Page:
With a three thousand kilometre coastline, Ireland clocks up no less than one hundred and nine beaches along a unique and stunning landscape. With the contrast of the exposed Wild Atlantic Way in the west with its notorious waves compared to the sheltered coastlines of the east, Ireland offers a vast range of beach retreats to explore this summer. We have gathered twenty of our favourite beaches for you to find. Now, of course, all we need is for the sun to shine. And yet, there is something romantic and authentic about walking a mist-laden beach in the cool summer air.
The Adventure Beach – Strandhill, County Sligo
The vibrant and welcoming village of Strandhill sits eight kilometres outside of Sligo and offers much more than the sandy shore to build sandcastles. One of the country’s most loved family beaches, it’s one of the best spots to take surfing or , bodyboarding lessons. And, if a spot of luxury is on the cards, pay a visit to the Voya Seaweed baths along the seafront.
The Limestone Surround Beach – Whiterocks Beach, County Antrim
Head north to experience a stunning expanse of limestone cliffs framing the warm and vast stretch of sand at Whiterocks in County Antrim. This incredible beach offers long walks and hidden coves at low tide. With views of the 13th century Dunluce Castle and the natural stark white limestone rock, this beach is dreamily unique. Another popular spot for surfers it’s one to check out.
The Pebble Beach – Killiney, County Dublin
There may be very little sand to trickle through your fingers at Killiney beach in County Dublin. Still, it is conveniently located to the city centre and remains a popular spot for tourists and locals alike. This long stony beach welcomes bathers and swimmers with stunning views of Bray Head. There is even the possibility of spying Wales on a clear day.
The Coral Beach – Trà an Doilin, County Galway
Trà an Doilin is a unique coral beach in County Galway. The fine white sand found here is made of coral and is only one of two beaches on this side of the island known for this distinctive formation of sand. The blue waters and rock pools make it an exciting place to explore, with snorkelling and scuba diving also an option for those a little more adventurous.
The Dublin Beach – Portmarnock, County Dublin
Portmarnock Beach in County Dublin is the perfect coastal spot to explore if you are staying in the city centre this summer. With soft sand and dunes to explore along this almost five-kilometre stretch of strand, you will be rewarded with a breathtaking view of Ireland’s Eye and Howth Head. A popular spot on a hot day, Portmarnock beach easily links up with Malahide beach, which is a vast expanse at low tide.
The Tourist Beach – Tramore, County Waterford
Tramore Beach in County Waterford has won multiple Blue Flag Beach awards, and its recognition grows year on year. The five-kilometre stretch of silken sand is a popular destination for families. Watching the activity on the water is a speciality of Tramore Beach as it is popular with kayakers, surfers, and even kite surfing on those windy days. Not only a bustling hive of activity and a traditional seaside town, but Tramore Beach also offers a picturesque landscape with the rugged cliffs acting as the best natural viewing spot to take in the bay.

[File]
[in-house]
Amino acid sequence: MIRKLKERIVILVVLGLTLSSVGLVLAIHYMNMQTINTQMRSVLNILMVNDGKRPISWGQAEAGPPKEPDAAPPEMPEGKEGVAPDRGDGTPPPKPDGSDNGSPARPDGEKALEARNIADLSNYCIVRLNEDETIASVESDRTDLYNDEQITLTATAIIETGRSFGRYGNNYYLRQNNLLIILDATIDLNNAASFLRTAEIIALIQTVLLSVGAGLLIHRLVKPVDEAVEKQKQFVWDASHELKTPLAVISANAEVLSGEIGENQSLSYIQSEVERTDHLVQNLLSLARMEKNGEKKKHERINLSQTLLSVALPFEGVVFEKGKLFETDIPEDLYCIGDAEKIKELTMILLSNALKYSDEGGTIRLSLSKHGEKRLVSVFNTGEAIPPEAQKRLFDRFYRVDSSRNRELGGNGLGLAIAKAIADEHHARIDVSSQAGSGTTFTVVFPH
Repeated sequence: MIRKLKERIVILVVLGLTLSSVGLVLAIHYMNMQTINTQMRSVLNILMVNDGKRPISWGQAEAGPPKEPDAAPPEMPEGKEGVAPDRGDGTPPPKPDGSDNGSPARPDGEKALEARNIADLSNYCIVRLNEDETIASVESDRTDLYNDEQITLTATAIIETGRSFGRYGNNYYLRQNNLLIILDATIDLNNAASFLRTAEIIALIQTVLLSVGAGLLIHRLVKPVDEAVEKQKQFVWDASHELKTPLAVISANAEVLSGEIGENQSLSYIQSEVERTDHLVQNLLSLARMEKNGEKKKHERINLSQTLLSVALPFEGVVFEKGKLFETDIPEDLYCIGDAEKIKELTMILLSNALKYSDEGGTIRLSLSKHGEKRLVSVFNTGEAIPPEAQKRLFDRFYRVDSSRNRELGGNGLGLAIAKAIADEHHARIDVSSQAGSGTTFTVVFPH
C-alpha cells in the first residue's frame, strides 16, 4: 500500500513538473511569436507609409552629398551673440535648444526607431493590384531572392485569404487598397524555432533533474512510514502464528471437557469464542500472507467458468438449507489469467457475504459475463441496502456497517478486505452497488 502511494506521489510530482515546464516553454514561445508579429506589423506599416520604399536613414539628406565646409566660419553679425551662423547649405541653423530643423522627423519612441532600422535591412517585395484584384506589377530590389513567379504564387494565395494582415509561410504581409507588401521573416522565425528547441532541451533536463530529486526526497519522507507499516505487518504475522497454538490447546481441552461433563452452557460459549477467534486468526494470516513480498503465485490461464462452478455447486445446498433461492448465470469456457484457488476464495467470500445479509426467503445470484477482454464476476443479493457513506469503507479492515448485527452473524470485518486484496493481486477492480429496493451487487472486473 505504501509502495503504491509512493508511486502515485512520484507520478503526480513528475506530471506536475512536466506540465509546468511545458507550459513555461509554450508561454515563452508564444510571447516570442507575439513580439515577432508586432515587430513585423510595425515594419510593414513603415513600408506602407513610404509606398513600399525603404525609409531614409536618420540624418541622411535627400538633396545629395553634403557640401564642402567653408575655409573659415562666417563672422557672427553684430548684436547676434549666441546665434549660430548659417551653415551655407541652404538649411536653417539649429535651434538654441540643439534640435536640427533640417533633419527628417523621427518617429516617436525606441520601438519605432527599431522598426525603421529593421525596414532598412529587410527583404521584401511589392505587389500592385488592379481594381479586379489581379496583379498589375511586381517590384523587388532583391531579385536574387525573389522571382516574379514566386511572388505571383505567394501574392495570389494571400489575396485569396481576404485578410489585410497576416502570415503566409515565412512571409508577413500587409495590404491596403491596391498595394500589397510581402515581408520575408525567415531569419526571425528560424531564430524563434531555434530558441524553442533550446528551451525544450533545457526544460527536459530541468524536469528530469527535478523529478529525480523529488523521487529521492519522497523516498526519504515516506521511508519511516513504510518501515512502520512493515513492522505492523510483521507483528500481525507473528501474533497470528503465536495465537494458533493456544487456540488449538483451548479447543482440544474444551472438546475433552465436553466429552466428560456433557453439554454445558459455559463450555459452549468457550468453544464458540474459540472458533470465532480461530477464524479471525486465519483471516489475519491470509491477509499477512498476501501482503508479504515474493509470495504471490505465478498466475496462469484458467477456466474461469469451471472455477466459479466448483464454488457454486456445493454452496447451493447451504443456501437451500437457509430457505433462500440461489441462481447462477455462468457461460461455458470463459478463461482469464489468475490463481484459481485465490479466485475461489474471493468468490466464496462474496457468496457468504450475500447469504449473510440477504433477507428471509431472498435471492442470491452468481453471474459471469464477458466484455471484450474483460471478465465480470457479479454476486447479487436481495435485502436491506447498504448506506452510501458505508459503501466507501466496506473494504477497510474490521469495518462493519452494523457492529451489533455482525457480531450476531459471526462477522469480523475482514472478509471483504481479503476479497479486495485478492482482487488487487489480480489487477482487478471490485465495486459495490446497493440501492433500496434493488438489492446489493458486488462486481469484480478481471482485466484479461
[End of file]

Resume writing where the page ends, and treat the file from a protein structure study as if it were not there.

The Cave Beach – Maghera Beach, County Donegal
Maghera Beach in County Donegal has long been considered one of the most impressive beaches in the north of the island as the magic of the sea and the land entices its visitors to take in every inch of this hidden gem. When the tide is out, Maghera beach covers five kilometres with sand dunes and stunning landscapes.
The Family Beach – Rossbeigh, County Kerry
If you are visiting the Ring of Kerry this year, make a note to stop off at Rossbeign beach, which is a quick 1.5 kilometres away from the village of Glenbeigh. The sandy beach stretches to over eleven kilometres and is one of those spots perfect for horse trekking, leisurely walks, and swimming. A welcoming family beach, it also hosts the Glenbeigh Racing festival in August with pony races along the strand.
The Warmest Beach – Glanleam Beach, County Kerry
You may not imagine that the warmest beach in Ireland would be along the Wild Atlantic Away, but here it sits! Glanleam beach in County Kerry is fortunate enough to sit along the Gulf Stream and resides in a sheltered valley making it one of the warmest beaches along the west coast. A perfect spot to catch a few rays when the sun peeps out.
The Popular Beach – Inch Strand, County Kerry
Inch Strand is a blue flag beach in County Kerry that is popular with surfers, swimmers, walkers, and those looking to top up their tan. It’s a great spot to dip your toes and take up a new hobby in watersports.